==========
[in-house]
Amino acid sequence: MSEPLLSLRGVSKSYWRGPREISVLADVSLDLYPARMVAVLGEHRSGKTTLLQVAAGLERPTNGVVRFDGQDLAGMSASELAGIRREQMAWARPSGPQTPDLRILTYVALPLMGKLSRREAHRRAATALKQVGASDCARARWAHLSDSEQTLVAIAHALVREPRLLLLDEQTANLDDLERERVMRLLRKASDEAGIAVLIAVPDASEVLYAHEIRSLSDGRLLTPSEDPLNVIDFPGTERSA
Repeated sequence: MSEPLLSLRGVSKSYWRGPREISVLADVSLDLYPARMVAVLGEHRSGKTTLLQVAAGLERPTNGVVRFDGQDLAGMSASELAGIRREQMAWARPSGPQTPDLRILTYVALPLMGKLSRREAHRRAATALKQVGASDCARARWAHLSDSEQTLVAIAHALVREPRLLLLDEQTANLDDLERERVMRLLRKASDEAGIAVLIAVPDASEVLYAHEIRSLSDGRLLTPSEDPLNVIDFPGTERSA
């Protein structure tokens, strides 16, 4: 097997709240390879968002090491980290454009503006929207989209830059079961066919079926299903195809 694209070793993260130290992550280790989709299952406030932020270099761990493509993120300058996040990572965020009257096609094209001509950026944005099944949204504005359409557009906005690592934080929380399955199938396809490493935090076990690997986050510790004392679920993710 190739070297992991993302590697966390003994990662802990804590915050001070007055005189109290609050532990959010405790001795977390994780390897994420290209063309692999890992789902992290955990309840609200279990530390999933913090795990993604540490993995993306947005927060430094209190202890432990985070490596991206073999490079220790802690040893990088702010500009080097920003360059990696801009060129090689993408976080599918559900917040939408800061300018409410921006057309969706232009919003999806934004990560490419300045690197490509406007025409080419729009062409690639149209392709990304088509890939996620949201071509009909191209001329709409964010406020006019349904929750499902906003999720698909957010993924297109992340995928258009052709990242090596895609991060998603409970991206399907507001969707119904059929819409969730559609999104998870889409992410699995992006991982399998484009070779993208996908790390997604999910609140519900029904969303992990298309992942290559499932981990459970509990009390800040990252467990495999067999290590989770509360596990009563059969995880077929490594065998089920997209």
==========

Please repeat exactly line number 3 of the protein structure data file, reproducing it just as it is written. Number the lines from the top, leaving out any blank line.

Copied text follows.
Repeated sequence: MSEPLLSLRGVSKSYWRGPREISVLADVSLDLYPARMVAVLGEHRSGKTTLLQVAAGLERPTNGVVRFDGQDLAGMSASELAGIRREQMAWARPSGPQTPDLRILTYVALPLMGKLSRREAHRRAATALKQVGASDCARARWAHLSDSEQTLVAIAHALVREPRLLLLDEQTANLDDLERERVMRLLRKASDEAGIAVLIAVPDASEVLYAHEIRSLSDGRLLTPSEDPLNVIDFPGTERSA